Some of you may be familiar with the name Venza. It was Toyota's crossover that slotted was bigger than the RAV4 but smaller than the truck-based 4Runner. It was made from late 2008 to 2017 and had no replacement since. Now it's back, and it looks rather familiar.
That's because the all-new and revived Venza is the international version of the Harrier, which also made its premiere this year. Think of the Venza then as a half-step towards the Lexus NX and a RAV4 for grown-ups.
While it's easy to dismiss it as a mere rebadge of a Japanese-market car, there are some key changes. For instance, the Venza is only available as a hybrid, and because it's sold in the US, that means it comes in left-hand drive. Does this mean there's a chance that it will be sold here too?
But first, the car itself. It looks the same as the Japan-market Harrier from bumper to bumper. There are the long, slim headlights and a sizeable lower air intake, which Toyota seems to have a liking for these days. Soft, gentle curves are featured throughout its front and flanks, while sharp lines dominate the rear.
A sleek, rakish roofline adds a bit of flair to the crossover, and, in some ways, it somewhat brings back some Lexus RX elements, even if the two haven't been related to each other in a long time. One defining piece of the design seen on the Venza/Harrier is its high-mounted and slim taillights, which should turn a few heads.
On-board the Venza, it's simply the Harrier's interior with the steering wheel on the left-hand side. Like most new Toyotas, the dash is a two-layer design, but it's more on the curvy side than edgy. A large infotainment screen takes center stage at the top of the dash with its 'floating' design. The center stack, on the other hand, is a particular interest.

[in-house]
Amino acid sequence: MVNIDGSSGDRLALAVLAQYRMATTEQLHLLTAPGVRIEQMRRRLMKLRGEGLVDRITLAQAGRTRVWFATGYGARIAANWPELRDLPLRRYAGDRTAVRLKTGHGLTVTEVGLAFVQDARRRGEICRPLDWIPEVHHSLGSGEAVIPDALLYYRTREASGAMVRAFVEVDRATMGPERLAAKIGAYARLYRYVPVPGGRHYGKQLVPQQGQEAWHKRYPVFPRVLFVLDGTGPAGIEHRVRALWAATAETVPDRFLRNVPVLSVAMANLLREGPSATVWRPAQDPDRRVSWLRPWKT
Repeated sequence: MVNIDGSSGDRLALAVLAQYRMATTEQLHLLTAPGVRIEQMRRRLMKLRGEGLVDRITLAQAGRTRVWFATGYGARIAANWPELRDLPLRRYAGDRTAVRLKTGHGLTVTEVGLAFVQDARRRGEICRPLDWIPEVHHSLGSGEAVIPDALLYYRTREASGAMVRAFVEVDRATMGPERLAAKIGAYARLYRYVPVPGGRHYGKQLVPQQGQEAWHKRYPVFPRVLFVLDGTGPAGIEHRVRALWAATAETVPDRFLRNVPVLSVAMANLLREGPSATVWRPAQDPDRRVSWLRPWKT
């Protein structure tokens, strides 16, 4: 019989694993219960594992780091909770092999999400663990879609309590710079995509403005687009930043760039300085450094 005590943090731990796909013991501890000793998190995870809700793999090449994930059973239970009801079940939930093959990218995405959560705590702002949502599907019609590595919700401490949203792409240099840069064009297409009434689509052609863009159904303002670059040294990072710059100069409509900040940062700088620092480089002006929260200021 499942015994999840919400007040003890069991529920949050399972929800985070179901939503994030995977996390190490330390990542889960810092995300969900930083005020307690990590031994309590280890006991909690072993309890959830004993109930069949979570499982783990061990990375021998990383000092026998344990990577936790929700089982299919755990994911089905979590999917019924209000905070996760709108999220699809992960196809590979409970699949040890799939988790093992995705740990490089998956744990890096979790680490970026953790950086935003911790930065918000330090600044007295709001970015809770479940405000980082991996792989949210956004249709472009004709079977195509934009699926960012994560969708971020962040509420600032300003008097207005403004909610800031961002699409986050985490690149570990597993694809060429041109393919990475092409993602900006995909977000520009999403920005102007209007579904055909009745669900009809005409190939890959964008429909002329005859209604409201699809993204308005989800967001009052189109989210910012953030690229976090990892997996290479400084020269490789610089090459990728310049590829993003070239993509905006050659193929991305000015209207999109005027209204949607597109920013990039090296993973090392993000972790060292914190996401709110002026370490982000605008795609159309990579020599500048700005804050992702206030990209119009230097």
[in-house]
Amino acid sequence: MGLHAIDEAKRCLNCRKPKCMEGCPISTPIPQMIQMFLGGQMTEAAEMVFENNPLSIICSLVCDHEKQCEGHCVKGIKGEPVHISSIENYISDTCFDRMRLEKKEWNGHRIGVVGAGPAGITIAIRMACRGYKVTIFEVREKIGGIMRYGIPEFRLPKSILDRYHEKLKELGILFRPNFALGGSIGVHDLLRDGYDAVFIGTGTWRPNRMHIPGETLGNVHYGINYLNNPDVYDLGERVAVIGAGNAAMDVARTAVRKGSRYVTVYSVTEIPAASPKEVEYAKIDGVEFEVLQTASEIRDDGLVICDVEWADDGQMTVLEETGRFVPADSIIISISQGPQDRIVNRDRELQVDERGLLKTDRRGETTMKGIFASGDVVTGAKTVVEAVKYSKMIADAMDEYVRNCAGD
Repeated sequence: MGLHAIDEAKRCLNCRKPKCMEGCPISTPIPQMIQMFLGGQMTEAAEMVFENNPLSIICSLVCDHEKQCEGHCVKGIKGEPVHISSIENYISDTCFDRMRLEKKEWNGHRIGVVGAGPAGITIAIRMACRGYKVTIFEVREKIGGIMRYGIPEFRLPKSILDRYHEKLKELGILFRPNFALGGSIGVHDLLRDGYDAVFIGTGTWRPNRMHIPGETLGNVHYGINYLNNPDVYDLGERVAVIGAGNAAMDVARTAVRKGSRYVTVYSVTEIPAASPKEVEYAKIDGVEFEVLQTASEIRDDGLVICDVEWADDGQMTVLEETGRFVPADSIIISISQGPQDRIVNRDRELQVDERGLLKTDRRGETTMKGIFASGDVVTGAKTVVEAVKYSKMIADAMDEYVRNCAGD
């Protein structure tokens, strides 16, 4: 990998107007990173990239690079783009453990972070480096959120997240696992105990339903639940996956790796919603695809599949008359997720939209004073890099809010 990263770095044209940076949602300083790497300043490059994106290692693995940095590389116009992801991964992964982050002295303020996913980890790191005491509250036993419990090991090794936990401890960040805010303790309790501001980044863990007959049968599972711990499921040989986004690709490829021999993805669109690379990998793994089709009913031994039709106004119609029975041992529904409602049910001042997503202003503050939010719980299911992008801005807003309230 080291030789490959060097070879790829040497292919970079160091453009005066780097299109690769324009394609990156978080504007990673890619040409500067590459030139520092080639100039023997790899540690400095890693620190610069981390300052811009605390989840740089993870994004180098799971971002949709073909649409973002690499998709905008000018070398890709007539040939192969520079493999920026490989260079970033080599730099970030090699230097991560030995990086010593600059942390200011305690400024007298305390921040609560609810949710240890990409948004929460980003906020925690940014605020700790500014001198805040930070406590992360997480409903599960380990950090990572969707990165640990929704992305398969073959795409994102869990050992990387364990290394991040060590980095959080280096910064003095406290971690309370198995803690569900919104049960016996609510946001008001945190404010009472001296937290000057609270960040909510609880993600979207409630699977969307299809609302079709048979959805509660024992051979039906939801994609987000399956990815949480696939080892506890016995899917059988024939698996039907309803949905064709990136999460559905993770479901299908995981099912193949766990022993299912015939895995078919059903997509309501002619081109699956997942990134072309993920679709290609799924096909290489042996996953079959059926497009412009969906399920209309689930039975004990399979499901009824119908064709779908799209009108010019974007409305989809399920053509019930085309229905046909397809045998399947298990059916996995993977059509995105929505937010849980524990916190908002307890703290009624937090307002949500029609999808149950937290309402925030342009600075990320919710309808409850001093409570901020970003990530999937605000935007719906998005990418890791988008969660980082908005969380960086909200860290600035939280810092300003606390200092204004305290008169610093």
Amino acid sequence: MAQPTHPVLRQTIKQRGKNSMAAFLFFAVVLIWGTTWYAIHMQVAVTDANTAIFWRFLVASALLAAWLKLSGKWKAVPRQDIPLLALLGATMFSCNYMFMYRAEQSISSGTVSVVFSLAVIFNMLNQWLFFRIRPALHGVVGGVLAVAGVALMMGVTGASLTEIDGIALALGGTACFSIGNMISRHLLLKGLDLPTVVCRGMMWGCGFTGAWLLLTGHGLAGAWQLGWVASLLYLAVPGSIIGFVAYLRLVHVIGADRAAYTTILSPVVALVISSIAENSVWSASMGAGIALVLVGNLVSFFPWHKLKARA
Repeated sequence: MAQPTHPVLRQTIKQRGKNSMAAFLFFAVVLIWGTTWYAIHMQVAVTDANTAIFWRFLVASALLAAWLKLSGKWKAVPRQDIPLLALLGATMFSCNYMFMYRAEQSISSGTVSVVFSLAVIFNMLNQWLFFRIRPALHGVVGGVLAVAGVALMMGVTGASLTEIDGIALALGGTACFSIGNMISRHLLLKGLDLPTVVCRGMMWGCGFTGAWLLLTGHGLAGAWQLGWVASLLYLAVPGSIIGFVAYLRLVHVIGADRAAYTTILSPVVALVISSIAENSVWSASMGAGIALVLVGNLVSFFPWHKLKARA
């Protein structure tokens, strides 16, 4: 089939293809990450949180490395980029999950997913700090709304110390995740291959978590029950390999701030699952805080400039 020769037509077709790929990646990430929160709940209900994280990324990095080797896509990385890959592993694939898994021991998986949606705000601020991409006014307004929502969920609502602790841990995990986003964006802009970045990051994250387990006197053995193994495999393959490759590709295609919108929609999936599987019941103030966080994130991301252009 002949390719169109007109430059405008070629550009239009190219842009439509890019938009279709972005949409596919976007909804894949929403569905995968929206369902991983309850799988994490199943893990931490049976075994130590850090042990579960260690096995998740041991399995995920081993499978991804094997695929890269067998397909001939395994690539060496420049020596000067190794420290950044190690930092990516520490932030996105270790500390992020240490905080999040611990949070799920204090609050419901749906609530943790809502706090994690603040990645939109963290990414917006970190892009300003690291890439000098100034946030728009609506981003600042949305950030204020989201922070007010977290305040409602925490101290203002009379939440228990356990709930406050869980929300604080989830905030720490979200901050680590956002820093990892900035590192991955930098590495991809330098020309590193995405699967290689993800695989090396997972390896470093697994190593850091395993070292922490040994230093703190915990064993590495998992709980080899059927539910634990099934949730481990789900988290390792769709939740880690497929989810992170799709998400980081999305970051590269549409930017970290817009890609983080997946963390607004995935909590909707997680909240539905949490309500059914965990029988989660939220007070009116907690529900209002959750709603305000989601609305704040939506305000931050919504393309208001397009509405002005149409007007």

Its hexagonal outline has a flowing 'waterfall' design which gives it even more storage space in the middle. There aren’t a lot of physical buttons on the center console and instead feature soft-touch units. Leather can be seen all around the cabin, and even features some woodwork, just like in the Harrier. A panoramic sunroof is optional and features something Toyota calls Star Gaze. This neat sunroof features electrochromic glass technology that allows drivers to switch from transparent to frosted modes within one second using the ON/OFF button.
The Venza uses the same engine tech seen under the hood of the Harrier Hybrid. Its 2.5-liter, four-cylinder engine is mated to a pair of electric motors at the front and rear. The result is a combined power output of 222 PS and Toyota reckons the Venza can do up to 17 kilometers per liter in mixed city and highway driving conditions. With the electric motors powering the front and rear wheels, the Venza has, effectively, an all-wheel-drive system.
Let's revisit the question we asked earlier: will it be sold here?
We wish it will be, but the reality is that it's on the slim side. It only has two rows of seats and it's smaller than the Fortuner too. Also, there's the matter of Lexus and the next-generation NX might be based on the Venza/Harrier as well, largely negating the need for the latter in the first place. Still, there's always room for another crossover in Toyota's local line-up, and fingers crossed that we get the Venza or Harrier in one way or another.